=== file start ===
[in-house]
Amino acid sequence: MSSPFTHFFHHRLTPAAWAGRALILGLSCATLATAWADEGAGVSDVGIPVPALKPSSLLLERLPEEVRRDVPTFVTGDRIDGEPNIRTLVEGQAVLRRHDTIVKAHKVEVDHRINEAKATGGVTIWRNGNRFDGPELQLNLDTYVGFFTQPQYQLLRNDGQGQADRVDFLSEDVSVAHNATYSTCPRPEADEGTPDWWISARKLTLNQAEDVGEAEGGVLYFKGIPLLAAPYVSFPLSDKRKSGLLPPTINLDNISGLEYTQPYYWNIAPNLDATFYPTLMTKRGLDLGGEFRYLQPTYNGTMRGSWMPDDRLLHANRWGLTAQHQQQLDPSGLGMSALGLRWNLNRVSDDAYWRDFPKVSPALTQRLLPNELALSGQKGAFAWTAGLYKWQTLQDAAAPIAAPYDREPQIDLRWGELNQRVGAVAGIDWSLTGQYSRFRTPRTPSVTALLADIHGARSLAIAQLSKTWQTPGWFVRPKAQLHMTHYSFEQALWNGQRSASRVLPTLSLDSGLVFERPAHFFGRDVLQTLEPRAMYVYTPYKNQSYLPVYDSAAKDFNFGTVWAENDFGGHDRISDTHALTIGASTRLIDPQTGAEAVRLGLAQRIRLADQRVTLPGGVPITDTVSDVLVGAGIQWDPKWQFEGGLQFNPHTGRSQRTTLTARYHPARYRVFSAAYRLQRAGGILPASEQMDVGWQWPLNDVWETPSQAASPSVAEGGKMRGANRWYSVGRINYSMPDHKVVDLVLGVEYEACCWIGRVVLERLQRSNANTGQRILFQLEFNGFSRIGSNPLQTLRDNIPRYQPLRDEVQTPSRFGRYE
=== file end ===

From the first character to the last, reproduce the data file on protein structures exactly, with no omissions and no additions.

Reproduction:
[in-house]
Amino acid sequence: MSSPFTHFFHHRLTPAAWAGRALILGLSCATLATAWADEGAGVSDVGIPVPALKPSSLLLERLPEEVRRDVPTFVTGDRIDGEPNIRTLVEGQAVLRRHDTIVKAHKVEVDHRINEAKATGGVTIWRNGNRFDGPELQLNLDTYVGFFTQPQYQLLRNDGQGQADRVDFLSEDVSVAHNATYSTCPRPEADEGTPDWWISARKLTLNQAEDVGEAEGGVLYFKGIPLLAAPYVSFPLSDKRKSGLLPPTINLDNISGLEYTQPYYWNIAPNLDATFYPTLMTKRGLDLGGEFRYLQPTYNGTMRGSWMPDDRLLHANRWGLTAQHQQQLDPSGLGMSALGLRWNLNRVSDDAYWRDFPKVSPALTQRLLPNELALSGQKGAFAWTAGLYKWQTLQDAAAPIAAPYDREPQIDLRWGELNQRVGAVAGIDWSLTGQYSRFRTPRTPSVTALLADIHGARSLAIAQLSKTWQTPGWFVRPKAQLHMTHYSFEQALWNGQRSASRVLPTLSLDSGLVFERPAHFFGRDVLQTLEPRAMYVYTPYKNQSYLPVYDSAAKDFNFGTVWAENDFGGHDRISDTHALTIGASTRLIDPQTGAEAVRLGLAQRIRLADQRVTLPGGVPITDTVSDVLVGAGIQWDPKWQFEGGLQFNPHTGRSQRTTLTARYHPARYRVFSAAYRLQRAGGILPASEQMDVGWQWPLNDVWETPSQAASPSVAEGGKMRGANRWYSVGRINYSMPDHKVVDLVLGVEYEACCWIGRVVLERLQRSNANTGQRILFQLEFNGFSRIGSNPLQTLRDNIPRYQPLRDEVQTPSRFGRYE